Climate Change Resilience

The Office of Economic Development leads the Department's efforts to prepare for the impact of climate change on HUD's mission, programs, and operations. This includes providing support for greater capacity in and utilization of resilient approaches to community development at the local, regional, and state levels.

This work is part of HUD's Strategic Objective 4C ("Disaster Resilience"). You can track the Department's progress to meet this objective at

OER provides support to the following Resilience Initiatives:

Rebuild by Design
HUD launched Rebuild by Design (RBD) in June 2013 to respond to the devastation caused by Hurricane Sandy. RBD is a design competition that brought civic leaders, local communities, and world class designers together to generate implementable resilience solutions for areas affected by Hurricane Sandy. This robust, interdisciplinary process yielded ten groundbreaking designs to enhance resilience throughout the Northeast region, seven of which are currently being implemented. RBD established a new model for designing for resilience in the U.S. and served as the framework for the National Disaster Resilience Competition.
National Disaster Resilience Competition
The National Disaster Resilience Competition (NDRC) was collaboration between HUD and the Rockefeller Foundation that competitively awarded nearly $1 billion in HUD Disaster Recovery funds to eligible communities in two-phase process. The competition helped communities recover from prior disasters and improve their ability to withstand and recover more quickly from future disasters, hazards, and shocks.
Climate Change Adaptation Plan
HUD created a department-wide Climate Change Adaptation Plan as part of the Obama Administration's objective to ensure preparedness in the face of more extreme weather events and climate-related risks.
Community Resilience Portal
HUD created the Community Resilience Portal to provide a catalogue of resources that local planners could use to help plan and prepare for changing natural hazards when undertaking HUD-funded activities. HUD's annual programs fund the construction and maintenance of infrastructure and housing in communities across the country. In addition, Congress has appropriated over $45 billion to HUD since 2000 to fund disaster recovery activities. These investments can and should be built to last by relying on evidence-based approaches that take into account our best understanding of future risk. Doing so will increase the resilience of communities to natural hazards, such as tropical storms, tornadoes, and wildfire.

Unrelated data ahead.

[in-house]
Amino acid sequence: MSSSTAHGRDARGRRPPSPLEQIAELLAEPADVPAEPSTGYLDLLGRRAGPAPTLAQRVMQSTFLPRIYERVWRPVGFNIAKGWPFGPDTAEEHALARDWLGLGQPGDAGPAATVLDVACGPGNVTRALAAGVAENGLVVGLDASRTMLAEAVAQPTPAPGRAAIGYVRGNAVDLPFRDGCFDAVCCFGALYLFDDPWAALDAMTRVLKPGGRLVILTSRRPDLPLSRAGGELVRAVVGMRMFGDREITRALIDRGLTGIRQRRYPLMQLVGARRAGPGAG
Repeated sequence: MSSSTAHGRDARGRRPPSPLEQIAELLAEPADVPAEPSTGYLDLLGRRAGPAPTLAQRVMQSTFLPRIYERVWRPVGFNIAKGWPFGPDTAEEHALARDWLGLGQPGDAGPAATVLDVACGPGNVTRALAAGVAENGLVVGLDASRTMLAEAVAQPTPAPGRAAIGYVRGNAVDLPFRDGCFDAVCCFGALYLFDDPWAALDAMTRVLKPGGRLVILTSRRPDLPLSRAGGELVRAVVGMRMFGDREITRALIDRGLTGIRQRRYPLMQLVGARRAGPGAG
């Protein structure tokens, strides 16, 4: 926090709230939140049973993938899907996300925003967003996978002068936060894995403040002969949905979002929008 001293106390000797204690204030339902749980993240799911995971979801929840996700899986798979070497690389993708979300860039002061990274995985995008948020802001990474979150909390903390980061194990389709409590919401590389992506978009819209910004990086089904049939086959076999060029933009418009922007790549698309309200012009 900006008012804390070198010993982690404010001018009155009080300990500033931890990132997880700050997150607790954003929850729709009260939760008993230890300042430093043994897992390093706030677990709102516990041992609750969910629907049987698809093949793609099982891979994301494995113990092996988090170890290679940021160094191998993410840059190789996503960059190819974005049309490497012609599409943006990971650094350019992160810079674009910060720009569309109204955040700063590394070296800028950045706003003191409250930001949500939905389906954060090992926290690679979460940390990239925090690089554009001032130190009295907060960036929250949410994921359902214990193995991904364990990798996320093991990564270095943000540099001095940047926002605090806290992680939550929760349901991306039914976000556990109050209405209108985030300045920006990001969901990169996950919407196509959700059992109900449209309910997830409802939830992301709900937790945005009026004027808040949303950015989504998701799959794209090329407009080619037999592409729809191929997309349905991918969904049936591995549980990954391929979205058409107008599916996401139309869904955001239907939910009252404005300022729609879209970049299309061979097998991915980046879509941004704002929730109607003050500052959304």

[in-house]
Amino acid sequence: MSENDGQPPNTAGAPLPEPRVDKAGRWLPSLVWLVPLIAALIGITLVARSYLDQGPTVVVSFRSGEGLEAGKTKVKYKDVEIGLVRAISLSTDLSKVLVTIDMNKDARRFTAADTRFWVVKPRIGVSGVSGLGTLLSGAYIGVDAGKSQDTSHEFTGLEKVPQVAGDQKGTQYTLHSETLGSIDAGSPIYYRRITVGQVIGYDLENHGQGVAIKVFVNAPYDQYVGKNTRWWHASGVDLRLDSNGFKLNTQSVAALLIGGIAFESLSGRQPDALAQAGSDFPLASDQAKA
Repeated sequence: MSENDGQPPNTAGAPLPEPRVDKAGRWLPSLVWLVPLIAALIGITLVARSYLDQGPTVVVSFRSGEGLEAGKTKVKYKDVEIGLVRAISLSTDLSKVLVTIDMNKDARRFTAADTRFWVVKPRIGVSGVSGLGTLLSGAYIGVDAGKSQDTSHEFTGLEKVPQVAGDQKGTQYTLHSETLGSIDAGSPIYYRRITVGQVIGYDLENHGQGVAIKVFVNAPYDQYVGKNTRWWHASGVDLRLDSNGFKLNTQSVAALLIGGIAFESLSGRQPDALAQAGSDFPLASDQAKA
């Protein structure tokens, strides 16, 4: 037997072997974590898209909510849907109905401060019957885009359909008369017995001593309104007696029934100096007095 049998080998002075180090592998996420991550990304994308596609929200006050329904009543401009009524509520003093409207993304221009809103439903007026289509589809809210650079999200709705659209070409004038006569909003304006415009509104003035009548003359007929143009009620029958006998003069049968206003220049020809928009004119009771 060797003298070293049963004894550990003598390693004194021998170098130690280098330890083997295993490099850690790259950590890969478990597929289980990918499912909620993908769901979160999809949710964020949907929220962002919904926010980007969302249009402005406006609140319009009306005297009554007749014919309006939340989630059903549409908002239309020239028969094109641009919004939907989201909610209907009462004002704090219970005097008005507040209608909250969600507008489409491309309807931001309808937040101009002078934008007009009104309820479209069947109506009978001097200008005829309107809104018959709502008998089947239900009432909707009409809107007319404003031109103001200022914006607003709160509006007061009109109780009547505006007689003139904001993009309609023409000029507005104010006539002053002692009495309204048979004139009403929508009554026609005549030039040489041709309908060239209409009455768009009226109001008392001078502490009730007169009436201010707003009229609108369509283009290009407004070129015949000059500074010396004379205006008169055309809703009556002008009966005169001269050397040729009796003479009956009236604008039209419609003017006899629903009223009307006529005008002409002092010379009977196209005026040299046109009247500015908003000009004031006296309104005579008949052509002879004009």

Environmental Justice
In 1994, President Clinton issued Executive Order 12898 to require all federal agencies to make achieving environmental justice a part of each agency's mission and address any disproportionately high and adverse human health or environmental effects on minority populations and low-income populations resulting from agency programs, policies, and activities. HUD published its first Departmental Environmental Justice Strategy in 2012 to address environmental justice (EJ) concerns and increase access to environmental benefits through HUD programs in accordance with this Executive Order. OER participates in the Interagency Working Group on Environmental Justice and is currently leading efforts to engage the public in the process of updating the Departmental EJ Strategy. In addition to coordinating the EJ Strategy update process, OER contributes to HUD's EJ goals through the Office's portfolio of climate resilience, energy efficiency, and place-based work.

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